Carotid artery blowout, while rare, is a life-threatening surgical emergency with a mortality rate approaching 60%.
For the surgical team caring for a 37-year-old kidney-pancreas transplant patient who experienced carotid blowout (CB), this unexpected and extremely serious medical event highlighted the importance of prompt recognition and swift surgical treatment for CB.
In a recently published case study detailing the man’s CB, Ali Hakimi, a fourth-year medical student in the University of Colorado School of Medicine, and Jeniann Yi, MD, an assistant professor of vascular surgery in the CU Department of Surgery, outline this unexpected outcome for a patient with no known history of neck surgery or instrumentation.
“One of the reasons for publishing this case history is that it was such a rare and unanticipated outcome, which is really interesting from a surgical perspective,” Yi explains. “It’s also a reminder that transplant patients may have certain vulnerabilities, so it’s important to be vigilant and learn to recognize symptoms, even for something as rare as this.”
Concern about infection
The 37-year-old male patient, who has a history of hypertension and type 1 diabetes, received a combined kidney-pancreas transplant a year and a half before experiencing CB. In the four days before going to the emergency room, he had abdominal pain, nausea, vomiting, and diarrhea.
He was admitted to the hospital because the medical team caring for him was concerned about cytomegalovirus viremia (CMV) infection as well as acute hepatitis. On the sixth day of his hospitalization, despite improvement in the CMV, he developed sudden swelling and pain in the left side of his neck.
“Because of his transplant status, he was chronically immunosuppressed, which could make him more susceptible to getting an infection,” Hakimi explains. “He originally presented with a viral infection commonly seen in people with transplants.”
The medical team didn’t immediately think CB because “it just doesn’t happen that someone spontaneously bleeds from the carotid artery without reason,” Yi says. “Usually, the reason is traumatic – there was a central line being placed, for example, and it got into the carotid – or it can be secondary to other reasons that cause damage to the carotid artery, like radiation therapy for head and neck cancers or an infection.”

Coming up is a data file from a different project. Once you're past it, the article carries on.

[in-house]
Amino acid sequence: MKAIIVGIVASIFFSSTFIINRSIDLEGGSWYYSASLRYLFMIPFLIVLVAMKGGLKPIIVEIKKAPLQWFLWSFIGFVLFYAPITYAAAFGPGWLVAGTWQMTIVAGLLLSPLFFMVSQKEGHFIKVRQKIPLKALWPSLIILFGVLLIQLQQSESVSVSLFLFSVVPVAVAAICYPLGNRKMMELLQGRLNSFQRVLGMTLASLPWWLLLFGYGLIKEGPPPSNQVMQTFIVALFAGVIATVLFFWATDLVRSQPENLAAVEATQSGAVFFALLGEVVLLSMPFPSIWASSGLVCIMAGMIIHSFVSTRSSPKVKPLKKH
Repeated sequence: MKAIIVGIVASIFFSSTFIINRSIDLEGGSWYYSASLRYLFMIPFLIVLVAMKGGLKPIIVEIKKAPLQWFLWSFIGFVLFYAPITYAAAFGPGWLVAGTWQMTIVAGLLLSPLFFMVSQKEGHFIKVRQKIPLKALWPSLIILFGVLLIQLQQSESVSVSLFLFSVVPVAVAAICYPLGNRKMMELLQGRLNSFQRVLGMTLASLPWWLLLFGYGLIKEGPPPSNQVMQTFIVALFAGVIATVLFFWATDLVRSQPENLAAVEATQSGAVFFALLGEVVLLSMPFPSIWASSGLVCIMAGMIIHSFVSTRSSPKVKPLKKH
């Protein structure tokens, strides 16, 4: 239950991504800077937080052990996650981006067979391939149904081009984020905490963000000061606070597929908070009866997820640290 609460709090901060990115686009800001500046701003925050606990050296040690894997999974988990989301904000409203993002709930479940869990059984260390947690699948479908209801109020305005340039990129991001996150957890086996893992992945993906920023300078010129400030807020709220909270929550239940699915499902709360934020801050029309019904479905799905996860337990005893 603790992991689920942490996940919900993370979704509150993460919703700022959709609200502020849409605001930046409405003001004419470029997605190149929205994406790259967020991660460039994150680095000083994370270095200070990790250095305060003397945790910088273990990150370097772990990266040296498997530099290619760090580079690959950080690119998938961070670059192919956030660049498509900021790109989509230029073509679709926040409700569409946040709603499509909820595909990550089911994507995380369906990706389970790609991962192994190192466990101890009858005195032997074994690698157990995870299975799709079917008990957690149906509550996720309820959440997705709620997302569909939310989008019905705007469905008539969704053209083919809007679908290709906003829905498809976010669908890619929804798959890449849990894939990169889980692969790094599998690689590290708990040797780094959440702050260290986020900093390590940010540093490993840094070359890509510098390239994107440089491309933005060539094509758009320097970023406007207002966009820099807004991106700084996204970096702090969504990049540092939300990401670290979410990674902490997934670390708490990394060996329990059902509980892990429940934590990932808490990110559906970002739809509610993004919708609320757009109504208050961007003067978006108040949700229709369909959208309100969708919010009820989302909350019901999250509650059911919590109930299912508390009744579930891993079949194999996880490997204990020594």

However, because of the swelling, his care team scanned his neck and found the carotid artery bleeding, which is when Yi and the vascular surgery team were brought in to provide treatment.
Treating transplant patients
After beginning surgery, Yi saw that his carotid artery had a lot of inflammation and “looked like it was chewed up, like something had degraded it, which is what it would look like in the setting of infection,” she says. “Primary infection of an artery anywhere is bizarre. In general, it’s hard for an artery to be infected because there’s such high blood flow that there’s not enough contact time. We never could find a great reason why it happened, so we had to assume it was an infectious reason based off his history and based off what it looked like in the OR.”
Yi performed a bypass, removing the part of his carotid artery that was violated by the suspected infection and then using his vein for the bypass.
“A bypass is as good a repair as you can get,” she says. “It’s the most infection-resistant repair because a vein is his own native tissue with the least amount of infectious possibility. A graft or a stent could get infected.”
Through performing a literature review, Hakimi learned just how rare-to-nonexistent CB is in this circumstance “so the best we could do was theorize that there’s a link between CMV and the carotid – there’s something about that tissue that CMV is more likely to affect or seed it,” he explains.
This case could inspire further research at the intersection of transplant and immunosuppression, Yi says, as well as help educate health care providers who treat transplant patients.
“It’s a reminder that anything can happen with chronic immunosuppression like in transplant patients, including spontaneous infection of an artery and a ruptured pseudo-aneurysm,” Yi says. “Considering everything I’ve ever experienced as a vascular surgeon, this is not something I could think about as being a potential complication, but now it’s something I’m aware of.”